(3) Zonal anisotropy is indicated by direc-

(6) The computed sample variograms for the

tional variograms that have the same range but

general north-south and east-west directions for the

different sills. Pure zonal anisotropy is usually not

Saratoga data are shown in Figure 4-6. The north-

seen in practice; typically it is found in combina-

south variogram is specified by a direction angle of

tion with geometric anisotropy. Such mixed

90 deg and a window angle of 45 deg. The north-

anisotropy may be encountered if evaluating the

south variogram reveals the preferential north-

variograms of three-dimensional HTRW sampling

south data alignment by mimicking the omni-

results. Variability of such data (as indicated by

directional (direction angle = 0 deg and window

the sill of the variogram) may be significantly

angle = 90 deg) sample variogram of Figure 4-3.

higher and the range significantly shorter in the

The east-west variogram is specified by a direction

vertical direction than in the horizontal direction.

angle of 0 deg and a window angle of 45 deg. The

In order to model this mixture of anisotropic vari-

lack of pairs of locations for the east-west vario-

ograms, the overall variogram is set to a weighted

gram precludes a good analysis for this direction,

sum of individual models of the directional vario-

but the overlap of the few sufficiently defined

grams scaled by their ranges. In this process,

variogram points with the north-south variogram

called nesting, the choice of weights requires a trial

indicates a consistency of drift in the two direc-

and error approach with a constraint that the sum

tions. Because of this consistency, an isotropic

of the weights equals the sill of the overall vario-

variogram is assumed for the Saratoga residuals.

gram. The reader is referred to Isaaks and

An example of anisotropic variograms is described

Srivastava (1989, pp. 377-390) for further infor-

in Chapter 5.

mation on both types of anisotropy.

(4) For a given number of data locations,

directional sample variograms will necessarily

have fewer points for any lag when compared to

the points for the same lag in the omnidirectional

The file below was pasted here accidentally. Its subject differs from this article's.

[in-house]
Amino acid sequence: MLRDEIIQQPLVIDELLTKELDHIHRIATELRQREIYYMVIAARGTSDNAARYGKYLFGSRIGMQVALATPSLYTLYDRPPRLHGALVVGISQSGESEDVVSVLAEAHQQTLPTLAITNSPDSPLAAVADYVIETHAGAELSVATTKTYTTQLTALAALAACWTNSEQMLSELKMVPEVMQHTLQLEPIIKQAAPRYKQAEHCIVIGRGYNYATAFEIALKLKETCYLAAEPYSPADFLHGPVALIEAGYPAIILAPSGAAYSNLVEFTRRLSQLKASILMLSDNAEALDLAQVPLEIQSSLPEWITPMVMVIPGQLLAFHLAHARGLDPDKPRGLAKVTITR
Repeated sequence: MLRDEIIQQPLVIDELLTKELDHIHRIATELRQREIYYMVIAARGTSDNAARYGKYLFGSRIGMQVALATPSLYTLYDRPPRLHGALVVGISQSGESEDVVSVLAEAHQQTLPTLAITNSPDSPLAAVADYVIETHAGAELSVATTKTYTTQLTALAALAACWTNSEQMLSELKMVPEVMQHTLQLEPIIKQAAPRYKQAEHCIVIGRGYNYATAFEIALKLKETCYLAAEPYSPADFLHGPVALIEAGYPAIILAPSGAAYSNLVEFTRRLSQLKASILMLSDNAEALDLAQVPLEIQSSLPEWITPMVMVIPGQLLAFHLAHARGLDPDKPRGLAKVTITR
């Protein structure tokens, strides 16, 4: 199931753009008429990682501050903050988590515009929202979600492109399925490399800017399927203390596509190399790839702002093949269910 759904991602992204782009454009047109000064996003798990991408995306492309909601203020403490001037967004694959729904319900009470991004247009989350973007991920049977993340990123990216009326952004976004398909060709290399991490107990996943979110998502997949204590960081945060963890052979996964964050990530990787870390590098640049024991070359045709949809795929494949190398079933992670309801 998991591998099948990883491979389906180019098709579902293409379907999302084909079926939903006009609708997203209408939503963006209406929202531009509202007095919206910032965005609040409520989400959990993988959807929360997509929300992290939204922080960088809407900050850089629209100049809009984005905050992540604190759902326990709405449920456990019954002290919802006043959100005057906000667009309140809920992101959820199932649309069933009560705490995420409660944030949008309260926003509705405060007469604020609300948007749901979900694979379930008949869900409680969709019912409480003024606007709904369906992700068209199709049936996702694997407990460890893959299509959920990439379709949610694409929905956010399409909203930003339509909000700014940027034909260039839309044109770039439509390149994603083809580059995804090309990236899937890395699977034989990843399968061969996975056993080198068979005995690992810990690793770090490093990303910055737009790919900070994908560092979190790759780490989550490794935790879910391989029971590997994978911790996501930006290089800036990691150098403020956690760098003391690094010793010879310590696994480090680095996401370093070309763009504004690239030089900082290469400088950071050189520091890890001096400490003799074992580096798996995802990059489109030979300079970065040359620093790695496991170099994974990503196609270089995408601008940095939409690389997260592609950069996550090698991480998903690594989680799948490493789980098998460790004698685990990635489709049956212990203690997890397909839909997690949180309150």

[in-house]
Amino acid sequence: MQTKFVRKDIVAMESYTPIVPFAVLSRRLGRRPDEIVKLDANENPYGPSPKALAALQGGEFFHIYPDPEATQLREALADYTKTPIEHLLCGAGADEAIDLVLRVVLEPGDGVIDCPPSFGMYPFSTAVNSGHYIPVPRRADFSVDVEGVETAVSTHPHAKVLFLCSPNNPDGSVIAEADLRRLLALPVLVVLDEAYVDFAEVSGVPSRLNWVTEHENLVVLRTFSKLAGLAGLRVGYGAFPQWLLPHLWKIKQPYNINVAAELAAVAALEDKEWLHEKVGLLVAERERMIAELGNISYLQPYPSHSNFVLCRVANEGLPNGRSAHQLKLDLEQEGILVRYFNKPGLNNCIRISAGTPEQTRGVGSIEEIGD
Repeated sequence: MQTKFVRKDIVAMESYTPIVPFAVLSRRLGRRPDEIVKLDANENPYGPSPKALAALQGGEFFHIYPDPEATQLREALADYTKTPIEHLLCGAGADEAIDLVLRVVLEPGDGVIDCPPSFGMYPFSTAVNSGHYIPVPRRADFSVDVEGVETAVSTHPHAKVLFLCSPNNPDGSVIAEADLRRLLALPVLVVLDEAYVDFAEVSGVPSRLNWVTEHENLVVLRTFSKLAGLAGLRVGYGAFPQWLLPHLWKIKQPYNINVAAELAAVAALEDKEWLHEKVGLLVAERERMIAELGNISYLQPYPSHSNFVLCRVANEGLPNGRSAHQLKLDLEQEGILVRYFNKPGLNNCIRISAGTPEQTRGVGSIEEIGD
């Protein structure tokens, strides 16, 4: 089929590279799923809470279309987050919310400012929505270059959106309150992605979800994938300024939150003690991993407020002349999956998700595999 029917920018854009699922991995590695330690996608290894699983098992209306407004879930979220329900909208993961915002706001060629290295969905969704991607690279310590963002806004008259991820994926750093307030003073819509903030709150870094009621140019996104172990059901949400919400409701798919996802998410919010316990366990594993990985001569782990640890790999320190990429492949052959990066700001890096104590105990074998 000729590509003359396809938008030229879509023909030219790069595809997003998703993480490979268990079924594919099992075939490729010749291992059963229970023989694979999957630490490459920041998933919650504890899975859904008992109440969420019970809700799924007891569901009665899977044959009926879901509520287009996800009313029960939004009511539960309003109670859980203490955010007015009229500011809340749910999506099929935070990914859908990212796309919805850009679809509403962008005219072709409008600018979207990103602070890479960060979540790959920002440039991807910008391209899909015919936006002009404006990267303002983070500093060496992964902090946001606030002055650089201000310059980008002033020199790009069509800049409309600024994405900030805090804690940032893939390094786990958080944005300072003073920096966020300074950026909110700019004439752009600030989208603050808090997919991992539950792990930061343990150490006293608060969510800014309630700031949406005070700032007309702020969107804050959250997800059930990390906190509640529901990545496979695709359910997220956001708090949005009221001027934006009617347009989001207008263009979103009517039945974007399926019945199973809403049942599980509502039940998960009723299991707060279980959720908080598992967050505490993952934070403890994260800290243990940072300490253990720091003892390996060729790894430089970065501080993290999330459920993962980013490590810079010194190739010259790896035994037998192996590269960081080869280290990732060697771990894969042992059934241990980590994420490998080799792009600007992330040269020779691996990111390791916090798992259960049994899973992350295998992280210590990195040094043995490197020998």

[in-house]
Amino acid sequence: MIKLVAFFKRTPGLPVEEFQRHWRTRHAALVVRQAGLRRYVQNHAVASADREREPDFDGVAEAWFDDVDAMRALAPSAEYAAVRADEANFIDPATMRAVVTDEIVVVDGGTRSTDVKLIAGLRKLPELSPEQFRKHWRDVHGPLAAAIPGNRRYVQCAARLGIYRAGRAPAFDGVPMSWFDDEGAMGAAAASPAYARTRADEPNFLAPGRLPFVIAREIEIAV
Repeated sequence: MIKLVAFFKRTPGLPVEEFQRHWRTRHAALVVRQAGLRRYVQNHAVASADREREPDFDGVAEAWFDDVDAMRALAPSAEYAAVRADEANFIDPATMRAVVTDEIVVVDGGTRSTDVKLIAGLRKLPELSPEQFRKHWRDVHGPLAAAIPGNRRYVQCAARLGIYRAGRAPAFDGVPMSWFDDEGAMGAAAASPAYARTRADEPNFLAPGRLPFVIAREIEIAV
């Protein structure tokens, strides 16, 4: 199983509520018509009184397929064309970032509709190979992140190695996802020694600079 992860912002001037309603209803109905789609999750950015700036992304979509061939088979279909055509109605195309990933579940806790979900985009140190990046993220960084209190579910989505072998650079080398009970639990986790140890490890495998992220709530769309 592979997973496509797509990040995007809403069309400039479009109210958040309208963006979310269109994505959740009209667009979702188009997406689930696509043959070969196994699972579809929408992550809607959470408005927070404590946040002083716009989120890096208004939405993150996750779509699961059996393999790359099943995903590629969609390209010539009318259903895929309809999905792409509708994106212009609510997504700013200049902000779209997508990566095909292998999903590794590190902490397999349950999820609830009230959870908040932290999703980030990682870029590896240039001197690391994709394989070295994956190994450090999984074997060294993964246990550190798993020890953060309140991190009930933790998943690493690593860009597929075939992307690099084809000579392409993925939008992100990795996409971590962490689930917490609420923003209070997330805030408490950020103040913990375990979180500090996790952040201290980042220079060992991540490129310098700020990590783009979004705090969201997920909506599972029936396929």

variogram. Hence, there will be less reliability in

the directional-variogram point values, which

(1) The importance of adequately defining the

would be a critical constraining factor for small

bin values of a sample variogram is substantiated

data sets or for a data pattern that does not con-

by the need to accurately generalize the data-based

form to a direction of anisotropy. For a general

behavior of the sample variogram by a theoretical

variogram (. The parameters controlling the spe-

idea of the sufficiency of the data to adequately

determine any anisotropy, the computations of

cific behavior of theoretical variograms are the

anisotropic sample variograms can be initially

nugget value, the range, the sill, or in the case of a

limited to two orthogonal directions with window

linear variogram, a slope parameter. Of these

angles of 45 deg.

parameters, the nugget and the sill can be related to

properties and statistics of the data.

(5) Directional sample variograms also can be

used to further delineate nonstationarity of the

(2) The nugget is essentially the extrapolation

spatial mean. If the omnidirectional sample vario-

of the sample variogram to a lag of zero. It

gram indicates a drift in the data, the directional

reflects the uncertainty of the variogram at lags

variograms may determine the dimensionality of

that are much smaller than the minimum separation

the drift. That is, although they may not establish

between any two data locations. The nugget value

the degree of the polynomial in the drift equation,

can include measurement error variance, and an

the directional sample variograms can indicate the

estimate of this variance will approximate a mini-

relative strengths of the drift in the *u *and *v*

mum value of the extrapolation.

directions.

4-10

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